- Vittorio Zaccaria
In this post, I'll explore how speculative execution can be maliciously exploited through a technique known as branch target injection (BTI) and the mitigation (known as retpoline) currently used in the Linux kernel; this is a topic I wanted to cover during my course on Advanced Operating Systems but, for the lack of time, I was forced to leave it out. Let us start with the introduction of BTI by shedding light on the underlying architectural mechanism: CPU speculation.
A word about CPU speculation
Speculation in the context of CPU operation refers to the act of executing instructions before it is certain whether their execution is necessary or in the correct sequence. This is done to optimize the use of available resources and reduce idle time, especially when previous instructions involve waiting for data or resolving branches (the outcome of which may not be known until later in the execution pipeline).
The Reorder Buffer (ROB) is a hardware feature that enables speculative execution and out-of-order execution while preserving the illusion of in-order completion. The commit front of the ROB is the point at which the instructions are considered to be non-speculative and can be safely committed in program order to the architectural state of the processor. Instructions to be considered for execution enter the ROB (or speculation window) from the back. Note, and this is very important, that these can enter the speculation window even if they are not necessarily executed by the normal program flow.
Spectre's branch target injection
Branch target injection belongs to the class of attacks known as Spectre. BTI makes use of the speculative execution of indirect branches: during processor speculation (see picture below to the left), if an indirect branch enters the speculation window (in this case jump to index pointed by register
%rax), it guesses the next instruction to be speculatively executed through an Indirect Branch Prediction Target (IBT) memory which provides the most likely address to branch to. Note that this is just a prediction as the value of
rax is not known at that moment. This value is only known when all the previous instructions have been committed (or exited from the ROB), see picture below to the right:
It turns out that this process can be poisoned by a hacker by forcing speculative execution from address
z). This is possible because the IBT can be primed by any program on the system1. And here’s where things get really interesting: the side-effects left in the processor's caches during this speculative execution can be measured and this is sufficient to make it leak data:
Retpolines to the rescue
A key observation is that we can implement indirect branches also as function return and that, unlike indirect branches, a different predictor, called return stack buffer (RSB), is used2.
"Retpolines" are just that; you substitute indirect jumps with function returns. One thing to note is that the hardware's cache for the return target (RSB) and the actual destination maintained on the stack are separate entities. The RSB entry is invisible to the underlying application, but we can manipulate its generation during speculative execution while tweaking the visible on-stack value for directing how the branch actually retires.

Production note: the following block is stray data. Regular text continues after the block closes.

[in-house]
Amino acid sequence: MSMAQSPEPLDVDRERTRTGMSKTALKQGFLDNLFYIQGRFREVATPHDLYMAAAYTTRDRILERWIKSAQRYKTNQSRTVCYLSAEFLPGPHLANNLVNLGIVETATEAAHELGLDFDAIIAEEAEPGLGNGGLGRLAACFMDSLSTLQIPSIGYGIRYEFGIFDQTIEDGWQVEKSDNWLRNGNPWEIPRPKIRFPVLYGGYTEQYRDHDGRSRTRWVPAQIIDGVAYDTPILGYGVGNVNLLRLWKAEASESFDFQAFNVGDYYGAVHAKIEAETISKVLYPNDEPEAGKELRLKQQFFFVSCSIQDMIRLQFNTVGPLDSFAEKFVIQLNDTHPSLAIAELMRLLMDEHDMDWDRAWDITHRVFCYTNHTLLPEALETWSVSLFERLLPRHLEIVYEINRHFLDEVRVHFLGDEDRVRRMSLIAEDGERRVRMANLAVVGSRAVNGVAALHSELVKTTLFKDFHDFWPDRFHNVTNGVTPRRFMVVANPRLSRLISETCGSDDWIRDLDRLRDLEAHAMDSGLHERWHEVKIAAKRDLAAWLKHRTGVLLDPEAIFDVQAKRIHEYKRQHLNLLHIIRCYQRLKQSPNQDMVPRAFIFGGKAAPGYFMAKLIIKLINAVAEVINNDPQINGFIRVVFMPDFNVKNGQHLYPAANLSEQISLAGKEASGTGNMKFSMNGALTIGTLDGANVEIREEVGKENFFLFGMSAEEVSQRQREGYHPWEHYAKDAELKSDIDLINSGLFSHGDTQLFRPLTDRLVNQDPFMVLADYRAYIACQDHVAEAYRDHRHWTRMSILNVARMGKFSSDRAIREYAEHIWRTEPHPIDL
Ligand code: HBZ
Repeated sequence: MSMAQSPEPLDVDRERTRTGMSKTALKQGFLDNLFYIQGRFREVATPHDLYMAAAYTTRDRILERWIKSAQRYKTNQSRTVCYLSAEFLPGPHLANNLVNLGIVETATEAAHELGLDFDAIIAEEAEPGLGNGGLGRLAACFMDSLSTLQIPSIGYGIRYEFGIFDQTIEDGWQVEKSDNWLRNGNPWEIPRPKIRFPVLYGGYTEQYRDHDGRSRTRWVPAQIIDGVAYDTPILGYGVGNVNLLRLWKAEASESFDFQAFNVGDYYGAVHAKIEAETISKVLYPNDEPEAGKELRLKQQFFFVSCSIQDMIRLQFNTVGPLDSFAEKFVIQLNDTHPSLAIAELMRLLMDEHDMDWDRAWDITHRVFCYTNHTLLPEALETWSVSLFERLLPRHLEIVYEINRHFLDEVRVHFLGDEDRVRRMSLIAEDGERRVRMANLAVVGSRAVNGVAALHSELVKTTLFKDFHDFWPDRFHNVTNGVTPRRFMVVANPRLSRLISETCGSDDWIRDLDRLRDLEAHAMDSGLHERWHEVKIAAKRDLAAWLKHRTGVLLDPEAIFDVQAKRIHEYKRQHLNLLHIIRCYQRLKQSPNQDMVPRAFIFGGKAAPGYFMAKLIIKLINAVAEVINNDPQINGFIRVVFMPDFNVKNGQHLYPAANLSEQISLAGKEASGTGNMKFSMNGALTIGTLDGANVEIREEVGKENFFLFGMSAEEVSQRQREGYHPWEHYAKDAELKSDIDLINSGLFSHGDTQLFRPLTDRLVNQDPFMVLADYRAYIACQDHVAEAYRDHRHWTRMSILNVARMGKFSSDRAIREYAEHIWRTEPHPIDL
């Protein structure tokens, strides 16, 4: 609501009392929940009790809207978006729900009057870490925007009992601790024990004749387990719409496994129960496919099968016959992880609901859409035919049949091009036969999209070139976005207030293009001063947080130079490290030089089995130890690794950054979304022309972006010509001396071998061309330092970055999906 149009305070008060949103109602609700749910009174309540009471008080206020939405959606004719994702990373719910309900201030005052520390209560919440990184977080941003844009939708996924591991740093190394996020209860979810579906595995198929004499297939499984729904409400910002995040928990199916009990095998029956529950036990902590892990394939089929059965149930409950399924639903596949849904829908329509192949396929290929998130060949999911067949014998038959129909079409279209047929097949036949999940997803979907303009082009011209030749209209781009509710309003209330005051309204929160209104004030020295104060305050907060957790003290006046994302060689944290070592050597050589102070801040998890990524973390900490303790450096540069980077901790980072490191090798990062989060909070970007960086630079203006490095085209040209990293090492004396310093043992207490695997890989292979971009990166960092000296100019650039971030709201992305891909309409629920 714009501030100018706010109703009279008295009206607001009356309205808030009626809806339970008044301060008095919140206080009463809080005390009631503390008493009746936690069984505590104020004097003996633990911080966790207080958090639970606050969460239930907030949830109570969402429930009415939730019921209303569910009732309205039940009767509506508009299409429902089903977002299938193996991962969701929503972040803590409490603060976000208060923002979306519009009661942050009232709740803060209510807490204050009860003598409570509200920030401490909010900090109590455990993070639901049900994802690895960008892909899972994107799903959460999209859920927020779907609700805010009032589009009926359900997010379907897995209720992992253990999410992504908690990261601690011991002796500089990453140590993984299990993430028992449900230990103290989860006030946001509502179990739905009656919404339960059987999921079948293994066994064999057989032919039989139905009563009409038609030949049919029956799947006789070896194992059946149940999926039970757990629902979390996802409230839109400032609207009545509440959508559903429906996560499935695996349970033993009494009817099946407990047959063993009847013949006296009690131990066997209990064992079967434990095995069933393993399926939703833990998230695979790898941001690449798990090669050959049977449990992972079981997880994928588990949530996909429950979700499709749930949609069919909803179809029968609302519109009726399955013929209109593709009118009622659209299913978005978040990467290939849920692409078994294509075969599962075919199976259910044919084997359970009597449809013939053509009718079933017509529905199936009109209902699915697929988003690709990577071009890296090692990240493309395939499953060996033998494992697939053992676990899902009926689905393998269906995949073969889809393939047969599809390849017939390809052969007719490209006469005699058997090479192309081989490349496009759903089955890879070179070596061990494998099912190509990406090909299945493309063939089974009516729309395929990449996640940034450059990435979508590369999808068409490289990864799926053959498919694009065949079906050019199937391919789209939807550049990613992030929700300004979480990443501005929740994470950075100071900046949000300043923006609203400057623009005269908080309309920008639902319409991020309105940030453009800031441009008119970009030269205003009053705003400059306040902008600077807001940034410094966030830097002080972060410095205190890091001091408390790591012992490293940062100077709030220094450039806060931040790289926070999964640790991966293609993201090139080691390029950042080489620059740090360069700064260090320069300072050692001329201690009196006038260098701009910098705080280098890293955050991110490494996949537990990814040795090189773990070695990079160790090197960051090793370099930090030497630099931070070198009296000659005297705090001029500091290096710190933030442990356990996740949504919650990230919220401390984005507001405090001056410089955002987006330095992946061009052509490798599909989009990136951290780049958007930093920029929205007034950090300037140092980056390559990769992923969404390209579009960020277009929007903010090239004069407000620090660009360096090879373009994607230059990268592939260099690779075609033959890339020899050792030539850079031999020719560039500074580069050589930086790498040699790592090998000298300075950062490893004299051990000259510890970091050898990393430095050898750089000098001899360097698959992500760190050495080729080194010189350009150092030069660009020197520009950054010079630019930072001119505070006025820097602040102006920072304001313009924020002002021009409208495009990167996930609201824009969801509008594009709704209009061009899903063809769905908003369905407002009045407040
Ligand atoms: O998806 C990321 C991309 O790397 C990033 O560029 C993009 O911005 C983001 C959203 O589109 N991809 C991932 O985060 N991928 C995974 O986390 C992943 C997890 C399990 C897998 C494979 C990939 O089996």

Here's the code of a trampoline substitute for
call .a .trap: pause; lfence jmp .trap a: mov rax, (rsp) ret
To see how it works, let us first consider the non-speculated execution:
First, a direct 'call' is made to
a. This is known at compile time and doesn't trigger speculative target resolution. It generates a stack entry with a return target of
trap which is the label immediately after a. Next, we edit the on-stack entry generated by step one, directing it to
%rax. Finally, we return against our original 'call' which uses correctly the value on the stack. And everything proves equal to the original indirect branch.
Let us now consider what happens during speculation (grey box on the right):
First, a direct 'call' is made to
a. This is known at compile time and doesn't trigger speculative target resolution. It generates distinct stack and RSB entries with a return target of 'trap'. Next, we edit the on-stack entry generated by step one, directing it to
%rax. This doesn’t affect the RSB entry from before which still targets 'trap'.
Finally, we return against our original 'call'. This time speculative execution consumes the RSB entry and gets caught within the pause loop at
trap. These instructions are only executed by the speculative path. Once our return retires, the on-stack value locates the actual new instruction pointer and any harmless results of speculative execution in the loop at trap are dismissed.
On x86, this is due to the fact that all source addresses (i.e., the addresses of the branches) that have the same lower 12 bits resolve to the same target address. ↩
This kind of predictor is quite common in different forms like Intel's Return Stack Buffer or AMD's Return Address Stack or ARM's Return Stack. ↩